How I Got My Child with ADHD Involved in Sports


Sports can be a therapeutic tool if you have children with ADHD. They teach teamwork, and build confidence. However, you have to be willing to explore sports out of your comfort zone to find the best fit for your ADHD child.

The Coach Matters

When I decided to get my child with ADHD involved in sports, I learned very quickly that the coach mattered. Sometimes the coach was more than the actual sport itself. What I learned through a lot of experiences with my daughter was that not all coaches have the knowledge or skills to work with children with ADHD. So I learned educating the coach was extremely important. That way, the sport became a positive experience for everyone involved, instead of my daughter becoming the child who brought down the team's morale.

For example, children with ADHD all have their breaking point. These are times when their anxiety and frustration overwhelm them and they have a meltdown and bring the game to a screeching halt. Educating the coach about the signs of your child's meltdown's approaching is a great way to help them have a positive experience in sports. That way when they see the signs, they can find ways to divert it such as having a break or switching to another activity during practice. If you want to involve your child in sports, there are steps you need to take to ensure your plan is successful.

Shop Around for Sports

I learned with my daughter, before settling on a sport it is a good idea to shop around for different sports. If your child doesn't genuinely enjoy the sport, then it is a waste of time for everyone. For parents, sometimes we just want to commit to a single sport and be done. However, for your child, just like mine, they often don't know what they like until they experience it. This is especially true for an ADHD child.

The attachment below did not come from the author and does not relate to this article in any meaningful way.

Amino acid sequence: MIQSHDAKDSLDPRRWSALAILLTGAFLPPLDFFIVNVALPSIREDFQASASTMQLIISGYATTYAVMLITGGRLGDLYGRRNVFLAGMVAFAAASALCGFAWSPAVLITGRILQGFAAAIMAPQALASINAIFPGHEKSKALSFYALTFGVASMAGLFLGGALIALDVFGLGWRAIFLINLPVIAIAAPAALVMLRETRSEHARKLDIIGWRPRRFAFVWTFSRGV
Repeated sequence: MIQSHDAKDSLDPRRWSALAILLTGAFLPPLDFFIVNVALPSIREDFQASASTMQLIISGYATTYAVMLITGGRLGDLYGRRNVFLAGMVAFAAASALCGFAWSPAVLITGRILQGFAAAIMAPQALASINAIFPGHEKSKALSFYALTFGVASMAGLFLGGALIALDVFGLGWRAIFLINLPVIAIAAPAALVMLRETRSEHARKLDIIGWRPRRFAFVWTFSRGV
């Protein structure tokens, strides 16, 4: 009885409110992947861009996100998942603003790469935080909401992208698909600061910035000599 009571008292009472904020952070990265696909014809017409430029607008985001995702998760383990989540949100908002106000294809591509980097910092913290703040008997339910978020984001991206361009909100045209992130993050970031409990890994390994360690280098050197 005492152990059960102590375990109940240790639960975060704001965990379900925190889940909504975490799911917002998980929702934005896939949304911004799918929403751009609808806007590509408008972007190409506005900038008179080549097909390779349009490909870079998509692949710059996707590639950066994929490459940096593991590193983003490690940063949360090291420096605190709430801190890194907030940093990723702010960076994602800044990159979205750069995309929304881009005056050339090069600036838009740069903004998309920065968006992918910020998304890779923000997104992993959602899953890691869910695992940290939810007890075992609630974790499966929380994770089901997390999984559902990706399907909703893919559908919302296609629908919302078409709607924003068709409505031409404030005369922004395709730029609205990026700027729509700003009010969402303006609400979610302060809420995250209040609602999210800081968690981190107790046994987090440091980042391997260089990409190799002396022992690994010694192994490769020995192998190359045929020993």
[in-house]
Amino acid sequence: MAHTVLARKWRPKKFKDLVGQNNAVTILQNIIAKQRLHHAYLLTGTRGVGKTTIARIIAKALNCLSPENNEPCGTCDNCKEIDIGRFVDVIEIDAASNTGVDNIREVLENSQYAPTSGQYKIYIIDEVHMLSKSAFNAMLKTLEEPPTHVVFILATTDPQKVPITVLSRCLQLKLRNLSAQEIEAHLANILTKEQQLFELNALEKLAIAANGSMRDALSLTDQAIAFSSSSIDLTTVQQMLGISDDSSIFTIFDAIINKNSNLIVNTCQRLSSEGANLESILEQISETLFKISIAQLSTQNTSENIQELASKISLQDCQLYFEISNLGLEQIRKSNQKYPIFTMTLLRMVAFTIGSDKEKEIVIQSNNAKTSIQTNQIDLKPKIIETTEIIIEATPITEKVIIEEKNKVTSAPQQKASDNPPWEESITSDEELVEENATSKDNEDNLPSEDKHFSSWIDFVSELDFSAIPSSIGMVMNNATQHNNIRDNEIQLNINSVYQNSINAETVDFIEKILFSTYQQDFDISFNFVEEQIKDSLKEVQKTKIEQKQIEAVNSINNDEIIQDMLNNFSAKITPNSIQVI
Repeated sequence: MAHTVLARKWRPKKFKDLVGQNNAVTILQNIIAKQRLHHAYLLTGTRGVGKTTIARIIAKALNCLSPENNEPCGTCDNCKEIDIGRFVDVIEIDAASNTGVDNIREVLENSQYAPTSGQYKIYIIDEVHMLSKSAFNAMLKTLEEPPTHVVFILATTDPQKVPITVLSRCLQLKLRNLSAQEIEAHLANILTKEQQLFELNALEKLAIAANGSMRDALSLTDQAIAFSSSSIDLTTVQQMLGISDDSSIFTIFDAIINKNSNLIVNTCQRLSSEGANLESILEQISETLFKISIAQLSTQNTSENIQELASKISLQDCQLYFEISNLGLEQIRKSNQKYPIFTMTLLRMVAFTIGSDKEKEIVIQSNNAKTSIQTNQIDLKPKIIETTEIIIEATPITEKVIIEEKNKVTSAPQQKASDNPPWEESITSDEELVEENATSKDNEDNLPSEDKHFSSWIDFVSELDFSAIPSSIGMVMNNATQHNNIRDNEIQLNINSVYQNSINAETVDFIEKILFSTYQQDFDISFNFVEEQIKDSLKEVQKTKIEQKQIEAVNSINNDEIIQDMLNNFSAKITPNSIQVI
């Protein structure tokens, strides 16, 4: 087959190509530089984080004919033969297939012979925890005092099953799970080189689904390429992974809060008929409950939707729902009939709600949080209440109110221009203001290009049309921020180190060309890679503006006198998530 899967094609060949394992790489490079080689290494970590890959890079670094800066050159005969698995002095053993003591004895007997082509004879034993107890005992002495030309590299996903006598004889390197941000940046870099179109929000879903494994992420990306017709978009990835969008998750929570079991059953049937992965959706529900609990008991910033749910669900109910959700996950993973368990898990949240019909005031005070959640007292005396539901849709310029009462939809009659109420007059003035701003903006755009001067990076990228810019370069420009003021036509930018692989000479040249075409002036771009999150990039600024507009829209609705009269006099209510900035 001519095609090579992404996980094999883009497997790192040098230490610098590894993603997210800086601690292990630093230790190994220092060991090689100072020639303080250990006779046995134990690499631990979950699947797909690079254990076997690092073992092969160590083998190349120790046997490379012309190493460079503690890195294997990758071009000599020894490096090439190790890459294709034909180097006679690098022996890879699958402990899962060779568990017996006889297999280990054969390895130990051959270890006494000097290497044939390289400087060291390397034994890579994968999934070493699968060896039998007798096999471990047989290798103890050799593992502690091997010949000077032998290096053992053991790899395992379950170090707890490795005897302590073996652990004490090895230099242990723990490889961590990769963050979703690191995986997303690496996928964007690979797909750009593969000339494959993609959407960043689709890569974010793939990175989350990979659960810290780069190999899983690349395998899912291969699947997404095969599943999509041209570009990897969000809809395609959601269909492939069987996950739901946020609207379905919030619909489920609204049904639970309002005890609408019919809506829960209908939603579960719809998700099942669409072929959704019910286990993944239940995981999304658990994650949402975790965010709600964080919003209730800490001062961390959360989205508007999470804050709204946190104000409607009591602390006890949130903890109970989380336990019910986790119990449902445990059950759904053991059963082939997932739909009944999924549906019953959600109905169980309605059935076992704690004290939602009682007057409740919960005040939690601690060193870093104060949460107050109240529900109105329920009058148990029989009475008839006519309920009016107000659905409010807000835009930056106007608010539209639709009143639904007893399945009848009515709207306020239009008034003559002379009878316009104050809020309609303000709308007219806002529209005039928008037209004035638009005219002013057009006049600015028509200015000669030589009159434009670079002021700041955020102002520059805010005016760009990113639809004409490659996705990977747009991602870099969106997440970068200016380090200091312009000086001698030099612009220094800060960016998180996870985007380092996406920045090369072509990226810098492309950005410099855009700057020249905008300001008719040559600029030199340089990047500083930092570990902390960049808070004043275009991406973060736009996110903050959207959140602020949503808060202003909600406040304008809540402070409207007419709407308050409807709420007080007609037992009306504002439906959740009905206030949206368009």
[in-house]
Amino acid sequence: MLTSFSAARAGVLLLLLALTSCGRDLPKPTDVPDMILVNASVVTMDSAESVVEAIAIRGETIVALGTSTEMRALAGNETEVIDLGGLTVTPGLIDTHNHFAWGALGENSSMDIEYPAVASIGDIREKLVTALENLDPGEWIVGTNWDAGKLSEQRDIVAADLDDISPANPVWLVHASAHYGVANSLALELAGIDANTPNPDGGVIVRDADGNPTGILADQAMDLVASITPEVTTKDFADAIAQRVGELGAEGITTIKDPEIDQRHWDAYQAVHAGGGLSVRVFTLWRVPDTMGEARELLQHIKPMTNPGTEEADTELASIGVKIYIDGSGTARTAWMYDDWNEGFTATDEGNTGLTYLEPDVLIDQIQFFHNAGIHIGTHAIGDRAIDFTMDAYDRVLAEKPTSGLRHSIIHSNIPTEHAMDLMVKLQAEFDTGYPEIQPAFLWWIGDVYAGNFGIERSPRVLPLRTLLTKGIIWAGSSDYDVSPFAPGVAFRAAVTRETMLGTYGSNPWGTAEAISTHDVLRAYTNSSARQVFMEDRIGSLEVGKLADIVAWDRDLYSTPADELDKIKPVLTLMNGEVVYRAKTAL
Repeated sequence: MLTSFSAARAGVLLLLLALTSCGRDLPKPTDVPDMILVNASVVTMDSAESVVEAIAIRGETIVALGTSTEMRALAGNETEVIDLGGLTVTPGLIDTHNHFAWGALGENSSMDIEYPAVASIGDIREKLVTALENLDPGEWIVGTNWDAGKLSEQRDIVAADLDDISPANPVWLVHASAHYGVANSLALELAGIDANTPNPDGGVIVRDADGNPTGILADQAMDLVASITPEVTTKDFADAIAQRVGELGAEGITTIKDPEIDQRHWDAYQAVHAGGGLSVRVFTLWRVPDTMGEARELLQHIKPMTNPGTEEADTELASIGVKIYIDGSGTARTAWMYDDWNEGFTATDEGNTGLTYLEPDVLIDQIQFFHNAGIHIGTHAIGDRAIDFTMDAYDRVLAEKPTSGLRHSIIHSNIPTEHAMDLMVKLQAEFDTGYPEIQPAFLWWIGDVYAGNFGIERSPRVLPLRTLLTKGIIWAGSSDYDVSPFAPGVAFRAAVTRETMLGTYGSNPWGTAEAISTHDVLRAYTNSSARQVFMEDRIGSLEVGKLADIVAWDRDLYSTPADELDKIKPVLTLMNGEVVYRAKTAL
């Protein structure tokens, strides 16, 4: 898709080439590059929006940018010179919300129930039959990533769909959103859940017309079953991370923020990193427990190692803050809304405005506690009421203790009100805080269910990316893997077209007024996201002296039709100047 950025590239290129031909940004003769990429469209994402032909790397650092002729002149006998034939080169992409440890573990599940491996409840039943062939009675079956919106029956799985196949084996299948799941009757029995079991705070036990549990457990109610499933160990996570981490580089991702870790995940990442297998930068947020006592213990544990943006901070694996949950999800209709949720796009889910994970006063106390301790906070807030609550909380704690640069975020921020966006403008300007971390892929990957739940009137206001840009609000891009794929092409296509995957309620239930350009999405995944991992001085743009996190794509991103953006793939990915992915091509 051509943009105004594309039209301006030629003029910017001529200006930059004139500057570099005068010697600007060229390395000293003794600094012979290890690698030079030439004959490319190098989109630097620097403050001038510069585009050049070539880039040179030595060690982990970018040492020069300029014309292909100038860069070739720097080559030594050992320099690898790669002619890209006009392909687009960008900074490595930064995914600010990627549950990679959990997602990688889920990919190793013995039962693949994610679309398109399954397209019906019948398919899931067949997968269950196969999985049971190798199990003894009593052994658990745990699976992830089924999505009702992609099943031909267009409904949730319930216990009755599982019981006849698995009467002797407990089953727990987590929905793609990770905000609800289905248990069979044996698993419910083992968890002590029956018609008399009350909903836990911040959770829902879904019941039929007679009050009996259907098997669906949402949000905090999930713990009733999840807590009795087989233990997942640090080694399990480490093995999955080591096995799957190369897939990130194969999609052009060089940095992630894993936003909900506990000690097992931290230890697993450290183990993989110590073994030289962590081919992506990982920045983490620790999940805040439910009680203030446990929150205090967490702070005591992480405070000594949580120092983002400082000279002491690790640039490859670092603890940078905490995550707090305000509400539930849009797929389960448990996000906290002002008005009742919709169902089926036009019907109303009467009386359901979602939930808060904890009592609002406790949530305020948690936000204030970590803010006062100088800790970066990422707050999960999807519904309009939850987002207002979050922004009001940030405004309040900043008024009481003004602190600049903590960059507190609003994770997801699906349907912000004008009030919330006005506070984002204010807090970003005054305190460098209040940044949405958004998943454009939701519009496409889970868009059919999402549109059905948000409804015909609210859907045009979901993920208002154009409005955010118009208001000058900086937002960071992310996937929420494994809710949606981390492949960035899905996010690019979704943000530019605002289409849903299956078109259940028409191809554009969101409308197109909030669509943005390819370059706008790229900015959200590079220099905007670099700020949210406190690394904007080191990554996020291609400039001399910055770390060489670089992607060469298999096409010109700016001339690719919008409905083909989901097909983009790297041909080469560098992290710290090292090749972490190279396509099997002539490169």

kid playing baseball

Team Oriented Sports

If your child tends to work well with others, you might start by trying some team sports. Depending on where you live, they may be available all year round or just in certain seasons. You will want to check with your local YMCA or youth leagues about availability and deadlines.

Soccer is a great option if your child, like mine, is very energetic and enjoys being around people. The great thing about soccer is especially with the lower age groups (under 8), most leagues will be accommodating about you requesting that your child is placed on a time a year younger than their age group. Some children with ADHD just need to be with a younger group of children due to their developmental needs, so don't be afraid to ask. It is no different than deciding your child might not be ready for kindergarten. If you want your child to have a positive experience, group them with children of similar developmental abilities.

soccer child

We also tried softball (for boys it would be baseball). While some ADHD children may love it, softball/baseball comes with unique challenges. Sometimes an ADHD child becomes bored or frustrated when they do the same drills, or continually play the same position. If you choose to try it, try to find a coach who is willing to change up the drill patterns or positions often, so your child will stay engaged.